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Hotels and short-term rentals reinvent themselves as escape pods

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Working from home used to be considered a perk. Only the lucky few had jobs they could do “from anywhere,” whether that was in a home office, from the couch, or from a poolside lounge chair. They were the envy of the modern office worker.

Of course, that all changed in 2020. Now, 72% of workers report having worked from home at some point during the past six months, and 25% don’t foresee going back to work at the office for at least another six months. And while some have found that beneficial, 25% report a drop-off in productivity due to the challenges of working remotely.

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At the same time, as the line between work-life and home-life has blurred, the one escape that most people count on for a reprieve—leisure travel—has been cut off. That’s not only left workers and their families in tight quarters, it’s also put hotels and short-term rental companies in a tight spot.

The situation has forced many brands to reinvent their marketing strategies. It’s forced workers to consider new alternatives for remote workspaces. And it’s led to a renewed focus on travel as a way for families to escape with each other, rather than escape from each other.

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Many hotels have responded by repurposing their rooms as remote workspaces, offering package deals to attract remote workers who have grown tired of working from home. And it’s not surprising that many find the idea of a “work escape” appealing. Our research found that only 46% of remote workers have a dedicated home office space, with the rest left to improvise a workspace in a bedroom, basement, or garage.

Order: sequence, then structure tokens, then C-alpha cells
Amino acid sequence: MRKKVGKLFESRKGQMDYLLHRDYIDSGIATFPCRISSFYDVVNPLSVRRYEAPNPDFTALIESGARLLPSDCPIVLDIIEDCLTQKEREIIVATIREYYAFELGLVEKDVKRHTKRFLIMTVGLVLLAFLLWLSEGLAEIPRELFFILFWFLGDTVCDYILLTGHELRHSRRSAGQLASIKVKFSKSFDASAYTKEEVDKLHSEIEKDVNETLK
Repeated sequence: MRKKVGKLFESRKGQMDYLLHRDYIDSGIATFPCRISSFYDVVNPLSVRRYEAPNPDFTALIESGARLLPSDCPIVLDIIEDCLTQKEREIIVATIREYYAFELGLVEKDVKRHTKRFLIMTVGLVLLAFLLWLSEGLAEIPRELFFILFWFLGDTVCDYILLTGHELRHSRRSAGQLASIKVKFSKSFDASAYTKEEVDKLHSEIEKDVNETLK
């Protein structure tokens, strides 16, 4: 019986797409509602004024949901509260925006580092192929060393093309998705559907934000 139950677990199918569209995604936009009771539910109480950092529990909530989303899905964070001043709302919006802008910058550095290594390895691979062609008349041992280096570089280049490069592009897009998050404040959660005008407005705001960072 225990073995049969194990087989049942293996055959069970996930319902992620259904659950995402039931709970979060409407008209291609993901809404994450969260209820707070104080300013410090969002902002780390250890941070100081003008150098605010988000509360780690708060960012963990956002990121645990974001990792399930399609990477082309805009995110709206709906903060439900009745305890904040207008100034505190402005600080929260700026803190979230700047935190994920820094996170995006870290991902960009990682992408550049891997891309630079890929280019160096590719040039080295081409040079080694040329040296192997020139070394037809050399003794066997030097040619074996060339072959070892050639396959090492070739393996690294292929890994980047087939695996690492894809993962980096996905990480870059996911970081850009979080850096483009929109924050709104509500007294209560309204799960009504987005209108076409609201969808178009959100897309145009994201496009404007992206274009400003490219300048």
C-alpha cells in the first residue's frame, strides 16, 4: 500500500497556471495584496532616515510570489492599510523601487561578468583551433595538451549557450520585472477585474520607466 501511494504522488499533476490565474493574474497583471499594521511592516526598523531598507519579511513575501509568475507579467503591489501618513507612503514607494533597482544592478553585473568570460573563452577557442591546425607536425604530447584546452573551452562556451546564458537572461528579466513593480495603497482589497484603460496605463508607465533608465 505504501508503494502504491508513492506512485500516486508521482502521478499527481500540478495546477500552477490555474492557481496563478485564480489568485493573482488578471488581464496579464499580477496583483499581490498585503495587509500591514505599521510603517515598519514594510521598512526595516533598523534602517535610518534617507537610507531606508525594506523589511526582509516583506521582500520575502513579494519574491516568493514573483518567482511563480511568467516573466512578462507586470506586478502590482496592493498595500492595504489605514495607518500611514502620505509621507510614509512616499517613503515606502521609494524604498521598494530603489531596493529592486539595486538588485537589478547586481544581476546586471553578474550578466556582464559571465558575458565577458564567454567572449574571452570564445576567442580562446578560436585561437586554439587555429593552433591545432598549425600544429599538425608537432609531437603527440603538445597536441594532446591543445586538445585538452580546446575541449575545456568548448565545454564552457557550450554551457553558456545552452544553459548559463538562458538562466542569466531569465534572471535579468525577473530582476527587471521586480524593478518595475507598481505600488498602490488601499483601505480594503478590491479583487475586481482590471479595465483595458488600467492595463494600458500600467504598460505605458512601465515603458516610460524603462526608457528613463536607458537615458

Workers cite many reasons for using hotels as remote workspaces, including having a private, clean and quiet workspace (52%), access to hotel amenities, business center, food and beverages (58%), and escaping from the work-from-home routine (60%). It appears that road warriors who are already accustomed to working from hotels are most likely to use them as remote offices, with 38% of frequent business travelers doing so, compared to just 17% of those who don’t travel for work. But that may be changing, as just under half of those surveyed said they are likely to use a hotel as a workspace in 2021.

In the leisure travel market, there’s been a new focus on helping families escape together safely. With major attractions and busy destinations offline, many travelers have begun seeking vacation spots where they can remain socially distant while still getting out of the house—an especially appealing prospect if someone in the household has been working from home.

Those trends, along with the emerging phenomenon of “travel pods,” where families or small groups of friends travel together in isolation, are potential bright spots on the horizon for the travel and tourism industry.

As for what 2021 will hold, we expect to see an increase in workers seeking respite at hotels and other alternative workspaces, as more properties begin to offer business-friendly packages and amenities. And other new innovations are likely to follow, both in business and leisure hospitality.

To get a clearer look at what your business can expect during the year ahead, schedule a consultation with our Travel Market Research Expert today.

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